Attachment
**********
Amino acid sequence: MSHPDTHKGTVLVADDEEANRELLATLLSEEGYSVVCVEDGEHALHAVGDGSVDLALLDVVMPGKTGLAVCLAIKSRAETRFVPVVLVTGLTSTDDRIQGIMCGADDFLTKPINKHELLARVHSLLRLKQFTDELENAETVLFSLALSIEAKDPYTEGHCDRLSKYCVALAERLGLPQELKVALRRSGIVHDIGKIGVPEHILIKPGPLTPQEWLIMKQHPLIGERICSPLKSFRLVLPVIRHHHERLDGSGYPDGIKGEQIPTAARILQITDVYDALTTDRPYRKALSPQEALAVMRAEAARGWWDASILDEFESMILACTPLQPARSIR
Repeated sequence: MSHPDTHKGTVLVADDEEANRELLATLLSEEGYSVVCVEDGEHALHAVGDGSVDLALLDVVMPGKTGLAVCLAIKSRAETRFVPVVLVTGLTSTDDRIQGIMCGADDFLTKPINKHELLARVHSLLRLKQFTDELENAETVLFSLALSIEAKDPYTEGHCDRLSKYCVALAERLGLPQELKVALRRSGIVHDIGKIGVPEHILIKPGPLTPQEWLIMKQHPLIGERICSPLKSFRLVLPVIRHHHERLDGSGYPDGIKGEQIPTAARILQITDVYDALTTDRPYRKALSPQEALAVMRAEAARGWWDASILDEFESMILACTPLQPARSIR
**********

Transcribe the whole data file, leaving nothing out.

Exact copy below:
Amino acid sequence: MSHPDTHKGTVLVADDEEANRELLATLLSEEGYSVVCVEDGEHALHAVGDGSVDLALLDVVMPGKTGLAVCLAIKSRAETRFVPVVLVTGLTSTDDRIQGIMCGADDFLTKPINKHELLARVHSLLRLKQFTDELENAETVLFSLALSIEAKDPYTEGHCDRLSKYCVALAERLGLPQELKVALRRSGIVHDIGKIGVPEHILIKPGPLTPQEWLIMKQHPLIGERICSPLKSFRLVLPVIRHHHERLDGSGYPDGIKGEQIPTAARILQITDVYDALTTDRPYRKALSPQEALAVMRAEAARGWWDASILDEFESMILACTPLQPARSIR
Repeated sequence: MSHPDTHKGTVLVADDEEANRELLATLLSEEGYSVVCVEDGEHALHAVGDGSVDLALLDVVMPGKTGLAVCLAIKSRAETRFVPVVLVTGLTSTDDRIQGIMCGADDFLTKPINKHELLARVHSLLRLKQFTDELENAETVLFSLALSIEAKDPYTEGHCDRLSKYCVALAERLGLPQELKVALRRSGIVHDIGKIGVPEHILIKPGPLTPQEWLIMKQHPLIGERICSPLKSFRLVLPVIRHHHERLDGSGYPDGIKGEQIPTAARILQITDVYDALTTDRPYRKALSPQEALAVMRAEAARGWWDASILDEFESMILACTPLQPARSIR